Yordano Ventura ended the regular season exactly as he began it: as the Royals’ best starting pitcher.
There were a couple of trainwrecks in between, but Ventura enters the post-season having logged six innings or more in 10 of his last 15 starts. He struck out 11 last Saturday, eliminating the Twins from post-season consideration and threw seven shutout innings the start before against the Cubs. He enters tonight’s playoff game with several reputations depending on where you are from, but one of those is that he is a big game pitcher.
Most of that comes from Game Six of the World Series last year, when Ventura held the Giants scoreless through seven innings with the Royals facing elimination. He was solid, if unspectacular in Game Two, throwing five plus innings and allowing two runs. His first post-season start was a seven inning one run gem on the road in Anaheim. Yes, there was a so-so start in Baltimore and the ugly relief appearance in the Wild Card Game that was more a case of managerial malpractice than anything else, but still, a rookie pitcher having two great, one okay and one so-so start in his first post-season? That’s pretty good.
Oh, and the Royals won all four post-season games Yordano Ventura started.
What about other ‘big game’?
Ventura’s major league debut was as a starter and he tossed five and two-thirds innings and allowed just one run. His first start as a ‘real’ member of the starting rotation came on April 8, 2014 and Ventura tossed six innings of two hit shutout baseball. Down the stretch of 2014, when the Royals were making their push for the playoffs in 29 years, Ventura went 10 straight starts where he pitched six innings or more and only once allowed more than three runs.
While 2015 was – shall we say a bit rocky? – the closest to a playoff atmosphere was certainly Opening Day and Ventura tossed six innings and allowed just one run before being felled by a thumb cramp. Through all the trials and tribulations of what was Ventura’s season, he did pile up TWELVE starts where he went six or seven inning and allowed two runs or less.
So, the Royals play the first of what is hopefully a number of ‘big games’ tonight and Yordano Ventura, a pitcher with swing and miss stuff, will face down an Astros team that swings and misses a lot. I like the Royals tonight and expect Ventura to have a good start. This is who the Royals thought he was, it just took a little longer to get there than we had hoped.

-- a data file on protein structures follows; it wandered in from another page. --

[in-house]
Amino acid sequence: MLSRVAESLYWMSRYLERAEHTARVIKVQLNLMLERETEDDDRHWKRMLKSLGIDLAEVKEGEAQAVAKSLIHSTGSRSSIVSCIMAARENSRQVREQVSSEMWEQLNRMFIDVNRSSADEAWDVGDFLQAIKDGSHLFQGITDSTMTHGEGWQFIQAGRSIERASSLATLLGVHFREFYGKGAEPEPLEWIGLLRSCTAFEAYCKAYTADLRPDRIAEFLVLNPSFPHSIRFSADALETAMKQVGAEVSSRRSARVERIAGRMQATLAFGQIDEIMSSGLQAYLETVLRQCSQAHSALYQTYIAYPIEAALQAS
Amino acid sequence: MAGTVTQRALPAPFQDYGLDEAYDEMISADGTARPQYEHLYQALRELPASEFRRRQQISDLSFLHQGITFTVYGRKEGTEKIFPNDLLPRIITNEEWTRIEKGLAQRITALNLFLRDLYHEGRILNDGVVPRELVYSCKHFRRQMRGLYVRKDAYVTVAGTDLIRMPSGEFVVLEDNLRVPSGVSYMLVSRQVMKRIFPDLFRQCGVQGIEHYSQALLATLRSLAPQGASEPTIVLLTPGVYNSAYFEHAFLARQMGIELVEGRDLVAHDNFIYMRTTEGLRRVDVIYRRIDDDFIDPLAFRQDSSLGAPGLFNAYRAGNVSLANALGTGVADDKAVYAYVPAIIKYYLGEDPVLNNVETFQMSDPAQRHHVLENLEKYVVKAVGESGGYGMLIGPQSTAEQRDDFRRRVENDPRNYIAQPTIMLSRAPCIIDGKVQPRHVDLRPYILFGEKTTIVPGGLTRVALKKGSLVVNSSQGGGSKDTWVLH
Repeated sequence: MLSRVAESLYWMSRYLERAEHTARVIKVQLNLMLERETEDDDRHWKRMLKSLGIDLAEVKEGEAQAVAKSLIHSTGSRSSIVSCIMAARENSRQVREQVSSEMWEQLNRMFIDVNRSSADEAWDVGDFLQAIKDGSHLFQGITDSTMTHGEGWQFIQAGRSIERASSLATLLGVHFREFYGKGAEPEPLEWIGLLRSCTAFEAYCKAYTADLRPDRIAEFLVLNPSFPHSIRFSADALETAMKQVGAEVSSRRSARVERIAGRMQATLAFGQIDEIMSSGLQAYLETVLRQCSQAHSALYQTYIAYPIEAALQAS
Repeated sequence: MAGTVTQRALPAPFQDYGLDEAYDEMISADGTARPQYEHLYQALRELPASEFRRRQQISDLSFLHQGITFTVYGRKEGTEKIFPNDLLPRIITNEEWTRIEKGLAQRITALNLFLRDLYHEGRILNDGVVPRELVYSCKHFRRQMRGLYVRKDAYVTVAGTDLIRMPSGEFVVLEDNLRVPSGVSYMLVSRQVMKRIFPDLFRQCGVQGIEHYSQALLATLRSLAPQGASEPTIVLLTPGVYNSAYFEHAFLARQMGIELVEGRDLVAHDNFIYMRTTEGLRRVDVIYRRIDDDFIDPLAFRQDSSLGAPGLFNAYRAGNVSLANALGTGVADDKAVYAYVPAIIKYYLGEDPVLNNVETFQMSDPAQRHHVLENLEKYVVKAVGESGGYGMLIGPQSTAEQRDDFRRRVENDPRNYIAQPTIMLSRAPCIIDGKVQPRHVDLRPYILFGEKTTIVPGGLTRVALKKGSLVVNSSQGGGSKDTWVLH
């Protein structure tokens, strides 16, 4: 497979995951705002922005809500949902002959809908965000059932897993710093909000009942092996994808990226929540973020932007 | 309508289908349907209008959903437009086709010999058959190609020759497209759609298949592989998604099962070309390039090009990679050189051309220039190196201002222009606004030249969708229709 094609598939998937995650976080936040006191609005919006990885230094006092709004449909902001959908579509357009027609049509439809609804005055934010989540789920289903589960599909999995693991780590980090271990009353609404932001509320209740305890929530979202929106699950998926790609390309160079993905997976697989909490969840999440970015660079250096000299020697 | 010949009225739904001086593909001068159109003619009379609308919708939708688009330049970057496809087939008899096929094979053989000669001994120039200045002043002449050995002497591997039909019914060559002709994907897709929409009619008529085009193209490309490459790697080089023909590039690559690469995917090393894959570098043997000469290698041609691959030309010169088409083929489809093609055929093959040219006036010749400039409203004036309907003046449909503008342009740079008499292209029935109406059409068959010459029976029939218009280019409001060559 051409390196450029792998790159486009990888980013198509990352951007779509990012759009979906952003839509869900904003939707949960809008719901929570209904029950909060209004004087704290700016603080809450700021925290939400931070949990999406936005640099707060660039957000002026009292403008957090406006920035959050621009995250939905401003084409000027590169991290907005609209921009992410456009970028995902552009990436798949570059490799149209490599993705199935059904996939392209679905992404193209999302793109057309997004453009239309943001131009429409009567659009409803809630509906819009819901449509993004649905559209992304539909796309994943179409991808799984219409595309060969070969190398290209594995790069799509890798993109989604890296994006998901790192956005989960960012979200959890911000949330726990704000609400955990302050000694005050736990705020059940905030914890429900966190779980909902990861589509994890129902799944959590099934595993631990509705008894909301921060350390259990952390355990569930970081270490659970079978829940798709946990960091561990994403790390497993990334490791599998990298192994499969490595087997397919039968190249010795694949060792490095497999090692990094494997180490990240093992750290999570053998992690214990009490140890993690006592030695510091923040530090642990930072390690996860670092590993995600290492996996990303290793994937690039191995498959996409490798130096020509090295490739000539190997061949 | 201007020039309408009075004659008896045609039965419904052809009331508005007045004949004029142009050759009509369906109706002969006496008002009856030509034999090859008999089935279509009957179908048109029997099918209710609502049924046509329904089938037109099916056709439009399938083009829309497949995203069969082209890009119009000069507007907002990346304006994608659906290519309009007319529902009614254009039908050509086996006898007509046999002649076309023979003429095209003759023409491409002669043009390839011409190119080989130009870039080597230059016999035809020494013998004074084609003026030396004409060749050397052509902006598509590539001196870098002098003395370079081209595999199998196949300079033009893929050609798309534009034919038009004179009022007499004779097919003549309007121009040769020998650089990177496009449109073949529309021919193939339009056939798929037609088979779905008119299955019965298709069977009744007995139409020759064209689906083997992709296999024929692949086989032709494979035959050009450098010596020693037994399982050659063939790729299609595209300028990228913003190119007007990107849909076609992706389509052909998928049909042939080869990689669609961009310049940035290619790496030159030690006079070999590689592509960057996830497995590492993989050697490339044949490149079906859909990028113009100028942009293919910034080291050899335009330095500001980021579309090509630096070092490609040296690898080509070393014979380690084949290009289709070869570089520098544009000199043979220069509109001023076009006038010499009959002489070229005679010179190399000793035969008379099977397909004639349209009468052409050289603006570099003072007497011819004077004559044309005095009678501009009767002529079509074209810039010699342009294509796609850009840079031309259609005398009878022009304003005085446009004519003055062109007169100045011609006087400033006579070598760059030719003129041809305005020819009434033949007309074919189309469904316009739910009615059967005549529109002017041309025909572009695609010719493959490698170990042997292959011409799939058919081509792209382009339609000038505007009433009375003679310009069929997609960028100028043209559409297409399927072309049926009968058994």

- Gomes, Orlando and/or Gore? The final two roster spots, barring a surprise, comes down to these three guys. Just a few days ago, I thought Gomes was a lock just for the idea of him coming off the bench to pinch-hit against a lefty. In an American League series, however, when would that happen? Yost, who doesn’t like to pinch-hit anyway, is not going to do so for Hosmer, probably won’t for Moustakas, can’t for Escobar and won’t for Gordon. Maybe, just maybe, if you pinch run Dyson or Gore or Orlando (depending who of the latter two makes the roster) late and that spot comes back up (extra innings), then Gomes would hit. Is planning for that contingency more important than having a third pinch-runner? Maybe. It will seem damn important if Terrance Gore is schedule to hit down one in the bottom of the 12th!
- Is Danny Duffy the fireman this post-season? That is how I would use him. Ryan Madson has been great, so has Kelvin Herrera, but they have also had their bad moments as well. If Madson gives up two line drives to start the seventh, do you go to Duffy? Ditto for Herrera in the eighth.
- Last year, Lorenzo Cain had himself a monster post-season. My prediction for this year is that Eric Hosmer (who was not shabby last year) announces his presence with authority.
- If you are a rational human and watched Dallas Keuchel carve up the Yankees Tuesday night, you know how absolutely lovely it would be to take both games in Kansas City before facing the Astros’ ace in Game Three down south. Yes, I know the Royals jumped on Keuchel last time they saw him. No, I don’t think that will happen again.
- As Royals’ fans, we got used to playing out the string in August and September of many seasons and this year was no different, except that playing out the string meant waiting for the playoffs to start. Looking back, that was a good feeling. Let’s make a habit of it.